Presentation – You can of course just stick the blocks of cheese on a board with a couple of knives and be done with it. I have however become a fan of pre-slicing some chunks of harder cheeses, especially if serving a crowd buffet style.  This cuts down on weird cutting practices and folks standing around waiting while one person goes to town. Don’t cut more than you think will be eaten on the first round, more can be cut on an ongoing basis as the board is revisited.  I don’t tend to pre-cut soft cheese but sometimes present it in two smaller halves. I have a friend who is convinced that it is super rude when attacking cheese to cut off the ‘nose’ or as I’d call it; ‘pointy’ bit of the cheese as that is the premium cut (the soft gooey bit in the very middle). This always seems to lead to some very elaborate side cutting and I’ve never fully cleared up at what point ‘the nose’ can in fact be consumed! I work on the basis of ‘you snooze, you lose’. Crack on.

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The Range – I’d recommend picking a cheese from each of the following categories for a very full and well rounded cheese board. A lot of cheeseboard compilers always seem to say…pick one or two great cheeses and keep it simple. Sod that! As far as I’m concerned – its all about the variety – trying something different whilst getting to indulge in some old favourites. And you know what, if you want to serve three different varieties of brie, then do that too.

Soft CheeseBrie, Camembert or even Stinking Bishop. Even better – Waterloo – the buttery god of soft cheeses. You can obviously go with a stinky french Brie De Meaux for authenticity (sometimes these taste a big ‘cabbagey’ to me) or try one of the many English made Bries such as Cornish Organic (the organic one is far superior to the regular one if you can get it). M&S used to do an amazing ‘Brie cheese’ (as its known in my house) but sadly they discontinued it and we shall forever mourn its loss.  Whichever you choose, make sure that there is no chalky core to the cheese and that is it oozy the whole way through. Leave it at room temp to ripen to ooey-gooey stage if needs be.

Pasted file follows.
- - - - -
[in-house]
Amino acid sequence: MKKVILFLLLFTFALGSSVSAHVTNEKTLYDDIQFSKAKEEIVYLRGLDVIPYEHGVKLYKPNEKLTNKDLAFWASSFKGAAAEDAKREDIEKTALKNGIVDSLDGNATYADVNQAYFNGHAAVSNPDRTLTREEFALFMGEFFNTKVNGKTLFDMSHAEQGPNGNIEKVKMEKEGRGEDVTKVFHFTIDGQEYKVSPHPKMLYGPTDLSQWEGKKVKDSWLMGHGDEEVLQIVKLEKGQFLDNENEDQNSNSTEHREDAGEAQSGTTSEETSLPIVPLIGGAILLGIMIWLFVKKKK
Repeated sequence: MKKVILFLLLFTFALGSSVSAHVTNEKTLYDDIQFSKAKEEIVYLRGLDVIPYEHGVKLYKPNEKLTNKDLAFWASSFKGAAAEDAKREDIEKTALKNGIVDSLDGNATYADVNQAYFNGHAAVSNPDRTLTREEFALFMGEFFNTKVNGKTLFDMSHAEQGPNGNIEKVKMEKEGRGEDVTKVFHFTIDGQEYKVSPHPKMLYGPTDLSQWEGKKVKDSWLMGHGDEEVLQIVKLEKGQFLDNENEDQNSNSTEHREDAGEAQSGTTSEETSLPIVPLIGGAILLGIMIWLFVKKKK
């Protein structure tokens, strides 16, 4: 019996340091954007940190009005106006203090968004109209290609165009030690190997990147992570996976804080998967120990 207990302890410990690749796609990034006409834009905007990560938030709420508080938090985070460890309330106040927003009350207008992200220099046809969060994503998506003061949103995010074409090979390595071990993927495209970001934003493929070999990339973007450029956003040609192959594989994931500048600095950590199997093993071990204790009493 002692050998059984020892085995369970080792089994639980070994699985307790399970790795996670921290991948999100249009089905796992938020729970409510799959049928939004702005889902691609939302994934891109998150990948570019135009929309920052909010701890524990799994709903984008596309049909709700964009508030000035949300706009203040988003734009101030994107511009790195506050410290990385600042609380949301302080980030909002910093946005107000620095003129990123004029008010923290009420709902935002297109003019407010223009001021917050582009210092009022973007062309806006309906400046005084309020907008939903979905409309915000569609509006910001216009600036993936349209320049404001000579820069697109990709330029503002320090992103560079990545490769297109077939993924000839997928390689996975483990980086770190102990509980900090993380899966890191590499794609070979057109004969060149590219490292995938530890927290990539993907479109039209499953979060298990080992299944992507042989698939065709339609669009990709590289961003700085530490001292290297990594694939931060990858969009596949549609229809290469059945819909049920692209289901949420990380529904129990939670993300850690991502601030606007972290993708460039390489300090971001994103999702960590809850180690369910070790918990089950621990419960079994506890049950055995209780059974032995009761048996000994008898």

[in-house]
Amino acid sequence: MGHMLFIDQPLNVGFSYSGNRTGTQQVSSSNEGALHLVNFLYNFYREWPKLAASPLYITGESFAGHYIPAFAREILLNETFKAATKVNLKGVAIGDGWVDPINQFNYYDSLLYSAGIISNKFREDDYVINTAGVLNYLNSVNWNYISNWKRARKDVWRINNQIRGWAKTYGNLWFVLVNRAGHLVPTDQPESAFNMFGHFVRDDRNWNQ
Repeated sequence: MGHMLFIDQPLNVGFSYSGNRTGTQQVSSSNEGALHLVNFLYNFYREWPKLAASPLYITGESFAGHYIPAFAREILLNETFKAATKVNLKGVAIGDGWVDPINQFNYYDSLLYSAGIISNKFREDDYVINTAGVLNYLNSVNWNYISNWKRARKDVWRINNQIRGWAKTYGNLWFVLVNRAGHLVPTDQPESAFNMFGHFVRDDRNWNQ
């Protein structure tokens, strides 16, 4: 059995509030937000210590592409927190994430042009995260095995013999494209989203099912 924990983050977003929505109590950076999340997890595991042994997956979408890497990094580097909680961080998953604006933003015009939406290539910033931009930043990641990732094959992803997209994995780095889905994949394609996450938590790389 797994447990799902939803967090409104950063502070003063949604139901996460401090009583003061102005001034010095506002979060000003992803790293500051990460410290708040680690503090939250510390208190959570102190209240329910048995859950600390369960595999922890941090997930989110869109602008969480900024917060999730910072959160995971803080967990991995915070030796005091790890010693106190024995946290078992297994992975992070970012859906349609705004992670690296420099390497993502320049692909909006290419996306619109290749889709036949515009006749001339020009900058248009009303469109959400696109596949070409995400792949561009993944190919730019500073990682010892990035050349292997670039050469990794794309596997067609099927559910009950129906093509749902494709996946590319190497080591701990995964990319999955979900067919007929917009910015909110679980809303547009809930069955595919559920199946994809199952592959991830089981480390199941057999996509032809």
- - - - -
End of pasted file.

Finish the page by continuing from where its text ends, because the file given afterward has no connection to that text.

Medium Hard Cheese – These are your Cheddar, Double Gloucester, Cheshire and Lancashire type cheeses. My preference is a creamy Lancashire (there are a lot of varieties of Lancashire but very few are widely available). Cheshire is rather tangy and quite crumbly, nor my favourite. Folk tend to love a strong cheddar that bites back – look for something farmhouse made or for a strong Lancashire – the ever popular Grandma Singletons.  If you really can’t decide – go for some retro Stripy Jack/5 Counties for ultimate variety.

Smoked Cheese – Something a little different on the palette. The perennial favourite is Applewood but if you’re snobby about it (it is heavily processed and fake smoked) go for something like the Hickory Red Leicester from M&S (no online link). There are many Bavarian style smoked cheeses or Austrian ones in sausage shapes available from the supermarkets too.

Goat Cheese – God only knows why but folk do seem to enjoy a bit of chevre. You’ll see that some sneaked onto the above board to satisfy my housemate’s love of barnyard flavours. There is a whole world of goat’s cheese out there but I have little knowledge about it so I’m not best based to advise!

Blue Cheese – Again not really my cup of tea but I do know there is a massive variety of blue cheese out there. There are the creamy Dolcelatte and Gorgonzolas, brie style blues like Cambozola, harder blues like Shropshire Blue and of course the perennial favourite Stilton. I’d probably choose a style of blue in place of another style unless picking a stilton. Oh and by the way, you can now buy ‘Light Blue Cheese Triangles’. What has the world come too.

Flavoured Cheese – This is something that people can be a bit snobby about but these can sometimes be my favourite cheeses.  Wendsleydale with Cranberries, White Stilton with Apricot and Double Gloucester with Onion and Chive are probably the most ubiquitous. For the above board I tried some Wensleydale with Date and Orange and it was amazing. I’m also a fan of Red Leicester Whirl with Garlic and I’m not above a bit of roule. There is a whole world of flavoured cheeses to try…it’s hard to go to any kind of food market without finding at least one stall full of wax covered truckles with weird flavour cheese – Snowdonia is probably the most prevalent.  Some others that used to be super popular at Booths were Bowland, Sage Derby and White Stilton with Lemon.